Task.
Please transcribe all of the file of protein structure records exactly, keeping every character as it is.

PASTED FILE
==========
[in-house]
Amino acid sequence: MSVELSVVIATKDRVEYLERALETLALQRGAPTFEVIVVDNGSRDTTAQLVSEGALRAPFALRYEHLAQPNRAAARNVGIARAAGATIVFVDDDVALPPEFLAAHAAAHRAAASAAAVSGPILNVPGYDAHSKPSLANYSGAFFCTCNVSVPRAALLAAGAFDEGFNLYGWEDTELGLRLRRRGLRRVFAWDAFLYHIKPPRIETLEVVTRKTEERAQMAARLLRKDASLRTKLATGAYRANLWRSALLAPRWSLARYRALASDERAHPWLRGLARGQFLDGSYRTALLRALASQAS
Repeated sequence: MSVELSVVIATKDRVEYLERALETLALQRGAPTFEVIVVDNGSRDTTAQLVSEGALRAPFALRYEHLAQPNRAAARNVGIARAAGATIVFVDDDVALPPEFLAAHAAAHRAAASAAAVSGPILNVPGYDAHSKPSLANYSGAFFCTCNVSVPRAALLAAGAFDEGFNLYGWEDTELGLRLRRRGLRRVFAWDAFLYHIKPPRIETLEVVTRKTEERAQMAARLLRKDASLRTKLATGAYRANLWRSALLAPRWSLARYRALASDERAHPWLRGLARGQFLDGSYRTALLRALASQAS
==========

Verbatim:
[in-house]
Amino acid sequence: MSVELSVVIATKDRVEYLERALETLALQRGAPTFEVIVVDNGSRDTTAQLVSEGALRAPFALRYEHLAQPNRAAARNVGIARAAGATIVFVDDDVALPPEFLAAHAAAHRAAASAAAVSGPILNVPGYDAHSKPSLANYSGAFFCTCNVSVPRAALLAAGAFDEGFNLYGWEDTELGLRLRRRGLRRVFAWDAFLYHIKPPRIETLEVVTRKTEERAQMAARLLRKDASLRTKLATGAYRANLWRSALLAPRWSLARYRALASDERAHPWLRGLARGQFLDGSYRTALLRALASQAS
Repeated sequence: MSVELSVVIATKDRVEYLERALETLALQRGAPTFEVIVVDNGSRDTTAQLVSEGALRAPFALRYEHLAQPNRAAARNVGIARAAGATIVFVDDDVALPPEFLAAHAAAHRAAASAAAVSGPILNVPGYDAHSKPSLANYSGAFFCTCNVSVPRAALLAAGAFDEGFNLYGWEDTELGLRLRRRGLRRVFAWDAFLYHIKPPRIETLEVVTRKTEERAQMAARLLRKDASLRTKLATGAYRANLWRSALLAPRWSLARYRALASDERAHPWLRGLARGQFLDGSYRTALLRALASQAS